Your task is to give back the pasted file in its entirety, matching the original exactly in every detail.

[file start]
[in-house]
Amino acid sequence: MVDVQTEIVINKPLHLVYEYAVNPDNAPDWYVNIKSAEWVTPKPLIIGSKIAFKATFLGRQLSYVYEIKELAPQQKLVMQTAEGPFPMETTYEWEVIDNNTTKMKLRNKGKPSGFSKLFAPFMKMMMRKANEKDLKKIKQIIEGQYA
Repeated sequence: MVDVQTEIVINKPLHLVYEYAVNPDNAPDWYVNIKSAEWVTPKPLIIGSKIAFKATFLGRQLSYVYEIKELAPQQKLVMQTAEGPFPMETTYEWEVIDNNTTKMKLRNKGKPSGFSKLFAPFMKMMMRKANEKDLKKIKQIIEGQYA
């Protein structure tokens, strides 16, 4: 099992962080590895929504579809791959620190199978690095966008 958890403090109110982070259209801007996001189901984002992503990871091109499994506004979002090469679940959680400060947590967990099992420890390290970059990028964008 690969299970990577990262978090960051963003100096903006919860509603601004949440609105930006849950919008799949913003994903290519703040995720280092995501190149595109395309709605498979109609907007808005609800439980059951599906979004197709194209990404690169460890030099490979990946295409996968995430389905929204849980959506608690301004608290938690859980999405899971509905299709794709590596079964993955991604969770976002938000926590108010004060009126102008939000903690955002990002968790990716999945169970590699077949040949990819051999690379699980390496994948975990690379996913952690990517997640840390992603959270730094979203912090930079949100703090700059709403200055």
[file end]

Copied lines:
[in-house]
Amino acid sequence: MVDVQTEIVINKPLHLVYEYAVNPDNAPDWYVNIKSAEWVTPKPLIIGSKIAFKATFLGRQLSYVYEIKELAPQQKLVMQTAEGPFPMETTYEWEVIDNNTTKMKLRNKGKPSGFSKLFAPFMKMMMRKANEKDLKKIKQIIEGQYA
Repeated sequence: MVDVQTEIVINKPLHLVYEYAVNPDNAPDWYVNIKSAEWVTPKPLIIGSKIAFKATFLGRQLSYVYEIKELAPQQKLVMQTAEGPFPMETTYEWEVIDNNTTKMKLRNKGKPSGFSKLFAPFMKMMMRKANEKDLKKIKQIIEGQYA
């Protein structure tokens, strides 16, 4: 099992962080590895929504579809791959620190199978690095966008 958890403090109110982070259209801007996001189901984002992503990871091109499994506004979002090469679940959680400060947590967990099992420890390290970059990028964008 690969299970990577990262978090960051963003100096903006919860509603601004949440609105930006849950919008799949913003994903290519703040995720280092995501190149595109395309709605498979109609907007808005609800439980059951599906979004197709194209990404690169460890030099490979990946295409996968995430389905929204849980959506608690301004608290938690859980999405899971509905299709794709590596079964993955991604969770976002938000926590108010004060009126102008939000903690955002990002968790990716999945169970590699077949040949990819051999690379699980390496994948975990690379996913952690990517997640840390992603959270730094979203912090930079949100703090700059709403200055």